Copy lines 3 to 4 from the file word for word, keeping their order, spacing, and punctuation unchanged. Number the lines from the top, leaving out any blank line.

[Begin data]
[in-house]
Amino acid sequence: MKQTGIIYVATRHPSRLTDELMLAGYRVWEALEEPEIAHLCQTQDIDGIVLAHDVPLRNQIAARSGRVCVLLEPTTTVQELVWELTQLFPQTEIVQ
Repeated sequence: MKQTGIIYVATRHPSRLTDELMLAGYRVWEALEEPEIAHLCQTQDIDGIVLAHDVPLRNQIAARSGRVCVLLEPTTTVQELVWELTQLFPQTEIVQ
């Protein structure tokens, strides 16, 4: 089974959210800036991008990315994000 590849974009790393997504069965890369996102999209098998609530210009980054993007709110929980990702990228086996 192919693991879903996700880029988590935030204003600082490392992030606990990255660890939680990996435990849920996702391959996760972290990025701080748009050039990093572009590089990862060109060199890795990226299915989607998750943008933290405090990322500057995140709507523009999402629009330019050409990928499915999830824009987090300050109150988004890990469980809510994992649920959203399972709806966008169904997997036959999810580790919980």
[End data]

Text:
Repeated sequence: MKQTGIIYVATRHPSRLTDELMLAGYRVWEALEEPEIAHLCQTQDIDGIVLAHDVPLRNQIAARSGRVCVLLEPTTTVQELVWELTQLFPQTEIVQ
């Protein structure tokens, strides 16, 4: 089974959210800036991008990315994000 590849974009790393997504069965890369996102999209098998609530210009980054993007709110929980990702990228086996 192919693991879903996700880029988590935030204003600082490392992030606990990255660890939680990996435990849920996702391959996760972290990025701080748009050039990093572009590089990862060109060199890795990226299915989607998750943008933290405090990322500057995140709507523009999402629009330019050409990928499915999830824009987090300050109150988004890990469980809510994992649920959203399972709806966008169904997997036959999810580790919980």